Often, I am asked why I don’t do tea reviews on this blog (well, I did do one very early on but I don’t count that; hey, it’s my blog and I can overlook if I wish.) The answer is not complex. It flows from two principle points:
- I’m not particularly proficient at discerning all of the descriptors that aficionados use to describe their taste experience. Save for the most obvious ones that, on occasion, I can recognize, I am not one who generally finds aromas of stone fruits or notes of pomegranate lingering in my cup.
- I feel it would be impossible for me, as a vendor, to review teas publicly and remain true to my desire to keep this blog non-commercial. I initially thought that I could simply take the obvious step and avoid reviewing any of Tillerman’s selection but I have come to believe that I should not review any vendor’s tea. Bias would, at least subconsciously, play a role. Of course, I have no compunctions about recommending to anyone on an individual basis, teas from my colleagues.
But clearly, I must have some way of evaluating tea; after all, how do I assess those I select to carry in the Tillerman shop? If I don’t analyze teas on the basis of descriptors, what motivates my choices?
I strive to avoid choosing teas simply on the basis of whether or not I like them, which is the case with most reviews one reads. Rather, I focus on the structure of the tea. Although it is impossible to eliminate all subjectivity from the tasting effort, focusing on structure is the most objective way I know of to evaluate tea. Using structural criteria, one should be able to determine whether a tea is “fine” or “poor” even if one does not like the tea being evaluated. For example, I am mot a big fan of matcha; I find the tea to be overbearingly weedy. But as someone who has had the temerity to select tea for resale, I had better be able to sort good matcha from poor matcha.
What then is structural analysis of tea? It is made up of several components the first of which is balance. A good tea is balanced. That means that there is no one characteristic that overpowers the others; the bitterness and the sweetness work together, the astringency does not hide the other elements of the tea, the tea forms a whole in the mouth. To be a good tea a tea must be in balance.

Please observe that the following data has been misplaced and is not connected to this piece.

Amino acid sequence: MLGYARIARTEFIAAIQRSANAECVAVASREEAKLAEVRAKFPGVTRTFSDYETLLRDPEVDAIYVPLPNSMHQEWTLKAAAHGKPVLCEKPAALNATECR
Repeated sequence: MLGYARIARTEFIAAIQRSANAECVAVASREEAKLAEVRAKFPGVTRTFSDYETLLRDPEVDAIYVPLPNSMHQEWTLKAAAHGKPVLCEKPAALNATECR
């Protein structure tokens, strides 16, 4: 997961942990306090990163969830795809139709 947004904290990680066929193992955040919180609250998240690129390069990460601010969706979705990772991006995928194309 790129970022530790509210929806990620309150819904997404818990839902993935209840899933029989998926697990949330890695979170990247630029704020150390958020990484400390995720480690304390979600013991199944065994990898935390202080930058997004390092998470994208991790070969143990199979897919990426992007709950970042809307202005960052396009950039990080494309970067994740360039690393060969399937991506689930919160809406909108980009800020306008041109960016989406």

After balance comes complexity. This refers to the layers of flavor exhibited by a tea; a simple tea is relatively uni-dimensional whereas a fine tea will have many layers of flavor to discover. But balance is still most important; a simple but balanced tea is much better than a complex tea that is out of balance. Generally, the more complex a tea is the higher its price.
Mouthfeel is an important structural element in tea. Does the tea seem to increase in volume as it enters the mouth? Is it viscous or thin? Higher elevation tea tends to have higher pectin levels and higher viscosity. They also tend to be more expensive.
Another structural attribute one looks for is length. Length refers to the tea’s presence in the throat and how far down the throat the taste sensations remain evident. The further down the throat, the longer the finish.
Finally, I look for persistence. Persistence refers to the time that the flavor stays in the mouth after the tea has been swallowed. Persistent teas generally are better teas. An important part of persistence is the phenomenon of hui gan. Hui gan or “returning sweetness” is the flavor sensation that returns to the mouth after the tea has been swallowed. Not all teas, in fact not even all good teas, exhibit hui gan. Only very well made and special teas show this character.
These five structural elements, balance, complexity, mouth feel, length and persistence provide the solid framework that allows us to judge a given tea and to decide whether or not it is Fine, Good, or Poor. The final step is to assess the “value” of a given tea.
I define value as the quality/price ratio of a tea. A good tea is often far better value than a fine tea. Very often the incremental increases in quality cannot justify the substantial differences in price. Sometimes one chooses the best value; at other times the superior tea. There is no correct approach here but one should be aware of the options
So how should we choose the teas we wish to drink. That decision depends upon our preferences more than the quality of a given tea. I, for example, would much prefer a simple roasted oolong over the finest matcha. The correlation between the quality of a tea and our preferences for it is tenuous at best.
That’s my take. What’s your view?
 That, of course is a pretty bold statement and there are several exceptions, Two of note are Geoffrey Norman and his “Steep Stories” (https://lazyliteratus.teatra.de/) and Nicole Wilson at “Tea for Me Please” (https://.teaformeplease.com.)
 This should be true even though I focus only on Taiwanese oolongs. But there are very good oolongs that I don’t particularly like as well.